A Crack at Deep-Sea Research
Pat experienced "a wonderful way to get a window on the workings of science" when she took part in a scientific expedition 200 miles off the coast of
Washington State. She was participating in a program called Research and Education: Volcanoes, Exploration, and Life
(REVEL), which brings educators onboard a research vessel as assistants to scientists conducting deep-ocean
research, and encourages them to develop related classroom exercises. The program fit perfectly with Pat's philosophy. "I believe that a teacher shouldn't be
between the science and the learner but alongside the learner as a mentor, and you both do science," she explains. "You just have different intellectual and
mechanical tools, because of experience."
As part of REVEL, Pat conducts tubeworm research aboard the R/V Atlantis with Dr. Paul Tyler of the University of Southampton. Dr. Tyler is a deep ocean scientist specializing in reproductive biology of vent animals.
© Pat Petersen
|The scientists on board the Research Vessel (R/V) Atlantis were investigating a unique biological community which thrives around superheated vents on the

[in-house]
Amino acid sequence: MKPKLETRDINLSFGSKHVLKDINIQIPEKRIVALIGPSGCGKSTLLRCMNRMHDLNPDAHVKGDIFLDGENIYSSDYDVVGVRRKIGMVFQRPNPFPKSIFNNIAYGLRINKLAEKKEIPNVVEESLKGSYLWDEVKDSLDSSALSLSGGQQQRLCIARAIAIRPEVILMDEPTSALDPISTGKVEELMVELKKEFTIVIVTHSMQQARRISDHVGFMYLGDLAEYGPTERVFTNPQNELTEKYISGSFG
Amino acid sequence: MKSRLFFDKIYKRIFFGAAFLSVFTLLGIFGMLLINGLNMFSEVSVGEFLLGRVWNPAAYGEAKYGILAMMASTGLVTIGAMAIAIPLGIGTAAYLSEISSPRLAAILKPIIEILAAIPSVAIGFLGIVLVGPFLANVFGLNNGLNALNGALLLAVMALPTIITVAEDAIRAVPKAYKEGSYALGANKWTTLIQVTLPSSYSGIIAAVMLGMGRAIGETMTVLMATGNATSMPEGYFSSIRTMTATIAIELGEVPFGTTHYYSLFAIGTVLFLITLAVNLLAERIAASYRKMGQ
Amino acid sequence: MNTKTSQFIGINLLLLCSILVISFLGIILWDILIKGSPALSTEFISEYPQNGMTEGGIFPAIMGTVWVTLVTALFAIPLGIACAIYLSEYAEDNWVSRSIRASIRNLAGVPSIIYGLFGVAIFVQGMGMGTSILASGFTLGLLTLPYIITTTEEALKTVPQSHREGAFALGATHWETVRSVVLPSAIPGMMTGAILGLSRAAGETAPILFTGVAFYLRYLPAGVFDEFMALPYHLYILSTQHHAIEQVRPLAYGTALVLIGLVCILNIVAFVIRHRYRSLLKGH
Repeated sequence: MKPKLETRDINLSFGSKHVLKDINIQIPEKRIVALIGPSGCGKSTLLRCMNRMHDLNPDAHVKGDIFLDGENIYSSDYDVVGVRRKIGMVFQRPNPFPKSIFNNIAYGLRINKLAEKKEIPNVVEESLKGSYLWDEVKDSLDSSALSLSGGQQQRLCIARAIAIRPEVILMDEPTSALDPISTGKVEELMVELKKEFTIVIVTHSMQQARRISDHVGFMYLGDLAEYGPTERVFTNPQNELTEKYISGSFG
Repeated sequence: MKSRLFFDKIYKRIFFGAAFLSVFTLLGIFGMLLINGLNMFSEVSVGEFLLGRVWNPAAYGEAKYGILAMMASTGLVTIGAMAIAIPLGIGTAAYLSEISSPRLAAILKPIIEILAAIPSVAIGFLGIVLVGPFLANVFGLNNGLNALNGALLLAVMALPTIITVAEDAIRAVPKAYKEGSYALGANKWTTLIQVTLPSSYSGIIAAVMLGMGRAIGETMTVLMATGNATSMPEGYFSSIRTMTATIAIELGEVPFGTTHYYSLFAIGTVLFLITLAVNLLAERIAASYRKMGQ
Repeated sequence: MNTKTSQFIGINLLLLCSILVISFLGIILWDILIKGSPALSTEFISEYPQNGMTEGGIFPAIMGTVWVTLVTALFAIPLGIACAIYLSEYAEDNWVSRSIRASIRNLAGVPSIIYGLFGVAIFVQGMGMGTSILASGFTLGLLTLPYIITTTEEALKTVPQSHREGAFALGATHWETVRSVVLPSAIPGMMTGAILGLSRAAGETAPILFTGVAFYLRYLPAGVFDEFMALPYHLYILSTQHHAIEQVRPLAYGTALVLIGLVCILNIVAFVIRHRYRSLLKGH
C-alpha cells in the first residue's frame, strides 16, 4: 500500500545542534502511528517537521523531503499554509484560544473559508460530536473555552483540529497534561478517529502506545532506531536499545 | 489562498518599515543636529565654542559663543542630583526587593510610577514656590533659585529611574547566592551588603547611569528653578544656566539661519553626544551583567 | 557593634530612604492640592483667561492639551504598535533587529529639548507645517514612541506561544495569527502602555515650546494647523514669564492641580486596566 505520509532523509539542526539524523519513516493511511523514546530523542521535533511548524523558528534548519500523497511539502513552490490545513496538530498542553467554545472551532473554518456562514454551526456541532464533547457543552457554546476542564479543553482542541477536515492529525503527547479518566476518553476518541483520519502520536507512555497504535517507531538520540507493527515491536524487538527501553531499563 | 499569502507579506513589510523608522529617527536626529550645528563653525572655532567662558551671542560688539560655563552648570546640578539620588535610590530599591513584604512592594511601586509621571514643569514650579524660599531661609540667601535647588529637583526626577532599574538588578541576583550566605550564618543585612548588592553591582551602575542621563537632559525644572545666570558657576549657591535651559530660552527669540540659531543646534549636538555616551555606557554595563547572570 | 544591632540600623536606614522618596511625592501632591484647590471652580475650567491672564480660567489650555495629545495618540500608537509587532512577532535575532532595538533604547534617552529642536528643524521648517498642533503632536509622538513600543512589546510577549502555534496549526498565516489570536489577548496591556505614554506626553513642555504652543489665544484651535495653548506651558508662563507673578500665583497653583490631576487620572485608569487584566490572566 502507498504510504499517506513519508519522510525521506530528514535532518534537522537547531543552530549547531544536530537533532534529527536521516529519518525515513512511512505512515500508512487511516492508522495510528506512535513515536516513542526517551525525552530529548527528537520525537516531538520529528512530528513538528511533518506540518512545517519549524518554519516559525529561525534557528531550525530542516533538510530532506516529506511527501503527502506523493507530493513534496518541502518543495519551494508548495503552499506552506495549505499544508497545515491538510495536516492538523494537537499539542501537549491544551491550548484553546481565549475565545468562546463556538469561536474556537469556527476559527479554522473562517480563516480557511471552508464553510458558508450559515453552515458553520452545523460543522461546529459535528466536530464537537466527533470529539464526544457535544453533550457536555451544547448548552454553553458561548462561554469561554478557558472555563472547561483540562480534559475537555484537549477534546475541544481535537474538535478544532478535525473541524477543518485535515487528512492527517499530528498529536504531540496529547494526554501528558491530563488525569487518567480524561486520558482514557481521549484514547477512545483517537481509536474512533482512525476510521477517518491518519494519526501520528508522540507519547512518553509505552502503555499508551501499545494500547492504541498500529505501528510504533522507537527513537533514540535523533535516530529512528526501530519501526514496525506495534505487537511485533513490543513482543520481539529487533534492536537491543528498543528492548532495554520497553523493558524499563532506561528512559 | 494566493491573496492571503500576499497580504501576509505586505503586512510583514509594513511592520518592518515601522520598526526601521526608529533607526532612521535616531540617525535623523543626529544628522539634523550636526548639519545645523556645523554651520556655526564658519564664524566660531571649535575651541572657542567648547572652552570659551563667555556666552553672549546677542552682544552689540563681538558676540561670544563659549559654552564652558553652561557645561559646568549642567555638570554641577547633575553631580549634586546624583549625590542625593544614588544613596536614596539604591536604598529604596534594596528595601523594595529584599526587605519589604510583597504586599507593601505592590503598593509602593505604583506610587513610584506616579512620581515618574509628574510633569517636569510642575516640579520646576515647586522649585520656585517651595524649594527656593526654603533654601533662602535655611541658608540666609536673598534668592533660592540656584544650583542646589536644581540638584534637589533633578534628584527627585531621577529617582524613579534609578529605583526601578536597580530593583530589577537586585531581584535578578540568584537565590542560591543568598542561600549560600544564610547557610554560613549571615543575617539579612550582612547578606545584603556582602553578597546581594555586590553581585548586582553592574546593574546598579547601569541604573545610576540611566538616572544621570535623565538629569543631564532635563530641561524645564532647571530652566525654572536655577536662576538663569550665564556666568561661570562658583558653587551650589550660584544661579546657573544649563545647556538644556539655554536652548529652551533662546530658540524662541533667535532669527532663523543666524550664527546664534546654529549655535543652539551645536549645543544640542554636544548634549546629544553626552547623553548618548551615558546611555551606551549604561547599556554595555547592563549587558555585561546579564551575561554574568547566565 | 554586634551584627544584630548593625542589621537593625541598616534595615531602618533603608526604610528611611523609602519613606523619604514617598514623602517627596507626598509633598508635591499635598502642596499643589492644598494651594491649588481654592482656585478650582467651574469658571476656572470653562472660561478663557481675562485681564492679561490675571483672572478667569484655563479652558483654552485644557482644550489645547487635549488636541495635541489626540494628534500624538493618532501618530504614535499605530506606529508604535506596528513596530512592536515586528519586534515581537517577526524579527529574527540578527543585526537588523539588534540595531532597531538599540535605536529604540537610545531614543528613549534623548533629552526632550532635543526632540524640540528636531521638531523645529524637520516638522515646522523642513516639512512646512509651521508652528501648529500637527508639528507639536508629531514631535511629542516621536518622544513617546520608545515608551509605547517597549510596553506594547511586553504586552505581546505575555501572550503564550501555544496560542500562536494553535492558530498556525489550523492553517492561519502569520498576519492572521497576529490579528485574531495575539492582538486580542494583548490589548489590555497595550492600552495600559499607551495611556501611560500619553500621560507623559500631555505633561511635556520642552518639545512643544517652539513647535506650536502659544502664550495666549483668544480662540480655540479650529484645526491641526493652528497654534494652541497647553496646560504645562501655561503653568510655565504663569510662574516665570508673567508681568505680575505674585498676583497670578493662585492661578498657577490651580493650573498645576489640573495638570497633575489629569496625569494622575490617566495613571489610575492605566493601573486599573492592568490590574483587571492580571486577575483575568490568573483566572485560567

deep-ocean floor. Pat's first project was working with a zoologist from the University of Vienna, who was studying the development of the tubeworm. In order
to document the development of a rudimentary mouth opening, she isolated and dissected juvenile tubeworms "a very difficult task, because they're only a few
tenths of a millimeter long and are difficult to find," says Pat.
This excerpt from Pat's REVEL field notebook shows important documentation of a much younger tubeworm. It is 0.2mm in length, and it's upside down (drawn exactly as it was positioned in the microscope). Only two forming gills were present, and extending laterally is what is believed to be a rudimentary mouth.
© Pat Petersen
A second project came about quite by chance, when some of the biosampling equipment brought
up tiny, deep-ocean copepods. According to Pat, "they look like little water fleas, barely visible, and bright red. Nobody on the research crew could answer